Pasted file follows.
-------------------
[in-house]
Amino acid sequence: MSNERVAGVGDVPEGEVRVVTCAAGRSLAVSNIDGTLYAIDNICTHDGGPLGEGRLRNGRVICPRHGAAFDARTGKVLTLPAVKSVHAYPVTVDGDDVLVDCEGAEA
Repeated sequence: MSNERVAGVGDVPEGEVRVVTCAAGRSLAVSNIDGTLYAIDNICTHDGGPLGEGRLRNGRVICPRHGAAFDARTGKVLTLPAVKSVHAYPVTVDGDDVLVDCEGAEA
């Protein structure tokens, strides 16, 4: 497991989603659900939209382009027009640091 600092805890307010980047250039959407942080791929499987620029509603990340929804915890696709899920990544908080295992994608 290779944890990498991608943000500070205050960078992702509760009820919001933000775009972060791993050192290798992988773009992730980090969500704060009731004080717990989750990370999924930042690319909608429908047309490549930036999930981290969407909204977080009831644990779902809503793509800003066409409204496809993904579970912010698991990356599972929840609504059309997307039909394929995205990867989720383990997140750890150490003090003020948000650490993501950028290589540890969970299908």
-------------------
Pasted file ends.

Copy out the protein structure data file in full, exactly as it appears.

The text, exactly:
[in-house]
Amino acid sequence: MSNERVAGVGDVPEGEVRVVTCAAGRSLAVSNIDGTLYAIDNICTHDGGPLGEGRLRNGRVICPRHGAAFDARTGKVLTLPAVKSVHAYPVTVDGDDVLVDCEGAEA
Repeated sequence: MSNERVAGVGDVPEGEVRVVTCAAGRSLAVSNIDGTLYAIDNICTHDGGPLGEGRLRNGRVICPRHGAAFDARTGKVLTLPAVKSVHAYPVTVDGDDVLVDCEGAEA
């Protein structure tokens, strides 16, 4: 497991989603659900939209382009027009640091 600092805890307010980047250039959407942080791929499987620029509603990340929804915890696709899920990544908080295992994608 290779944890990498991608943000500070205050960078992702509760009820919001933000775009972060791993050192290798992988773009992730980090969500704060009731004080717990989750990370999924930042690319909608429908047309490549930036999930981290969407909204977080009831644990779902809503793509800003066409409204496809993904579970912010698991990356599972929840609504059309997307039909394929995205990867989720383990997140750890150490003090003020948000650490993501950028290589540890969970299908």